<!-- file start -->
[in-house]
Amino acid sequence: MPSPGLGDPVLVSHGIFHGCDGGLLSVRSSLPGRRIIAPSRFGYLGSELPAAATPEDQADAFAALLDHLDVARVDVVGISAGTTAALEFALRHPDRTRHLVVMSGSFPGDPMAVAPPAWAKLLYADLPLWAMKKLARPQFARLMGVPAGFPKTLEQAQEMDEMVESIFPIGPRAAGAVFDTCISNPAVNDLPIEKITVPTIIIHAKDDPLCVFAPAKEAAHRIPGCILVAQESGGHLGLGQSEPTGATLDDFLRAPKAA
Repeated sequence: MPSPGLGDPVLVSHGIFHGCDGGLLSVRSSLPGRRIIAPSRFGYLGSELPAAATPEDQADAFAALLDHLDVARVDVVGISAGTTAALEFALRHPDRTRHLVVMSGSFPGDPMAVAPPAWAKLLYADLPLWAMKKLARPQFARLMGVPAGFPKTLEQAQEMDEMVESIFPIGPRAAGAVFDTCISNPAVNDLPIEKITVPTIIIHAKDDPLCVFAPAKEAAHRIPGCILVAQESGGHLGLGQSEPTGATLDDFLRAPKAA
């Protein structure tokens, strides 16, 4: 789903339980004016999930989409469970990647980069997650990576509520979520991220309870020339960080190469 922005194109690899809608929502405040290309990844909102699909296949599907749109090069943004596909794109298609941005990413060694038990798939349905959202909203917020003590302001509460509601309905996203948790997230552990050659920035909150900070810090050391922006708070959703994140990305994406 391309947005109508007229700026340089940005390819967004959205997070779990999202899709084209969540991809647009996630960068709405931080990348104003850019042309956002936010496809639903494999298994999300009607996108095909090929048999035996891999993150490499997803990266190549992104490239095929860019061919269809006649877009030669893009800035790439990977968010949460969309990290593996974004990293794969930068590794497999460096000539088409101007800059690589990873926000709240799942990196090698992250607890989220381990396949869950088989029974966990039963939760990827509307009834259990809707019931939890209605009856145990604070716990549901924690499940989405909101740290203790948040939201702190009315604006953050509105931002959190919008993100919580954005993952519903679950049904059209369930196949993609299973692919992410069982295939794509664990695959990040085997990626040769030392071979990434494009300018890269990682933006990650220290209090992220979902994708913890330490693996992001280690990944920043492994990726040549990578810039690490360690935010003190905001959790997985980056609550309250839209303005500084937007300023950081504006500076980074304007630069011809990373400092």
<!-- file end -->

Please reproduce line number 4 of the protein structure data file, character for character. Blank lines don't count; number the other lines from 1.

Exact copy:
């Protein structure tokens, strides 16, 4: 789903339980004016999930989409469970990647980069997650990576509520979520991220309870020339960080190469 922005194109690899809608929502405040290309990844909102699909296949599907749109090069943004596909794109298609941005990413060694038990798939349905959202909203917020003590302001509460509601309905996203948790997230552990050659920035909150900070810090050391922006708070959703994140990305994406 391309947005109508007229700026340089940005390819967004959205997070779990999202899709084209969540991809647009996630960068709405931080990348104003850019042309956002936010496809639903494999298994999300009607996108095909090929048999035996891999993150490499997803990266190549992104490239095929860019061919269809006649877009030669893009800035790439990977968010949460969309990290593996974004990293794969930068590794497999460096000539088409101007800059690589990873926000709240799942990196090698992250607890989220381990396949869950088989029974966990039963939760990827509307009834259990809707019931939890209605009856145990604070716990549901924690499940989405909101740290203790948040939201702190009315604006953050509105931002959190919008993100919580954005993952519903679950049904059209369930196949993609299973692919992410069982295939794509664990695959990040085997990626040769030392071979990434494009300018890269990682933006990650220290209090992220979902994708913890330490693996992001280690990944920043492994990726040549990578810039690490360690935010003190905001959790997985980056609550309250839209303005500084937007300023950081504006500076980074304007630069011809990373400092």